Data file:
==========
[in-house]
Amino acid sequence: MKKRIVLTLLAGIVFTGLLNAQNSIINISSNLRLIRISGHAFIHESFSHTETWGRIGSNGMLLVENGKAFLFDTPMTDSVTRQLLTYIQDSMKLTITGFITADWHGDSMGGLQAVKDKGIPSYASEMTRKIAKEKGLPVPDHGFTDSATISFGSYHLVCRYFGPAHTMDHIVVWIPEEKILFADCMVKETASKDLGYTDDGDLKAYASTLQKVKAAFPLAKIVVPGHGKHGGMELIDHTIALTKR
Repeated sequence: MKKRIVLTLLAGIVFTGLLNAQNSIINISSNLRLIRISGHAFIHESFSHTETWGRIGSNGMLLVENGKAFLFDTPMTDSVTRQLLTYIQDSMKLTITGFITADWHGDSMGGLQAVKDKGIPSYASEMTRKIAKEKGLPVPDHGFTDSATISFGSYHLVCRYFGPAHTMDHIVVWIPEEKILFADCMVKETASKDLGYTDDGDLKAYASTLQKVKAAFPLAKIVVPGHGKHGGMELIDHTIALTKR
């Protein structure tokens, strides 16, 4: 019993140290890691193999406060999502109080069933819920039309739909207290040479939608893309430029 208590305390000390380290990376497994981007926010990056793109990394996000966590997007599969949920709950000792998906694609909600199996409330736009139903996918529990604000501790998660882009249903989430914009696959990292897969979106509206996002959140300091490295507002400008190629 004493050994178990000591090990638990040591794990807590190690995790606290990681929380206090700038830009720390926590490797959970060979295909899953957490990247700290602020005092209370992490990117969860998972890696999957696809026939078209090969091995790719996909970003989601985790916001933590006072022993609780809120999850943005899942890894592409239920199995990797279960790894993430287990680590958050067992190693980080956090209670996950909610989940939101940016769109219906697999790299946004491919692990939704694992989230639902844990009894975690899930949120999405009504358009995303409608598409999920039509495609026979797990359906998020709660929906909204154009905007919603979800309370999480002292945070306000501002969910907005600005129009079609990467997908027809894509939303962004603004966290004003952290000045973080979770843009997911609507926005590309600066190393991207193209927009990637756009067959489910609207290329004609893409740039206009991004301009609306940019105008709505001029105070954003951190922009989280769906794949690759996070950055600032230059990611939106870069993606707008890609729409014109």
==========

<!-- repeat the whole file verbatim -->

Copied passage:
[in-house]
Amino acid sequence: MKKRIVLTLLAGIVFTGLLNAQNSIINISSNLRLIRISGHAFIHESFSHTETWGRIGSNGMLLVENGKAFLFDTPMTDSVTRQLLTYIQDSMKLTITGFITADWHGDSMGGLQAVKDKGIPSYASEMTRKIAKEKGLPVPDHGFTDSATISFGSYHLVCRYFGPAHTMDHIVVWIPEEKILFADCMVKETASKDLGYTDDGDLKAYASTLQKVKAAFPLAKIVVPGHGKHGGMELIDHTIALTKR
Repeated sequence: MKKRIVLTLLAGIVFTGLLNAQNSIINISSNLRLIRISGHAFIHESFSHTETWGRIGSNGMLLVENGKAFLFDTPMTDSVTRQLLTYIQDSMKLTITGFITADWHGDSMGGLQAVKDKGIPSYASEMTRKIAKEKGLPVPDHGFTDSATISFGSYHLVCRYFGPAHTMDHIVVWIPEEKILFADCMVKETASKDLGYTDDGDLKAYASTLQKVKAAFPLAKIVVPGHGKHGGMELIDHTIALTKR
């Protein structure tokens, strides 16, 4: 019993140290890691193999406060999502109080069933819920039309739909207290040479939608893309430029 208590305390000390380290990376497994981007926010990056793109990394996000966590997007599969949920709950000792998906694609909600199996409330736009139903996918529990604000501790998660882009249903989430914009696959990292897969979106509206996002959140300091490295507002400008190629 004493050994178990000591090990638990040591794990807590190690995790606290990681929380206090700038830009720390926590490797959970060979295909899953957490990247700290602020005092209370992490990117969860998972890696999957696809026939078209090969091995790719996909970003989601985790916001933590006072022993609780809120999850943005899942890894592409239920199995990797279960790894993430287990680590958050067992190693980080956090209670996950909610989940939101940016769109219906697999790299946004491919692990939704694992989230639902844990009894975690899930949120999405009504358009995303409608598409999920039509495609026979797990359906998020709660929906909204154009905007919603979800309370999480002292945070306000501002969910907005600005129009079609990467997908027809894509939303962004603004966290004003952290000045973080979770843009997911609507926005590309600066190393991207193209927009990637756009067959489910609207290329004609893409740039206009991004301009609306940019105008709505001029105070954003951190922009989280769906794949690759996070950055600032230059990611939106870069993606707008890609729409014109």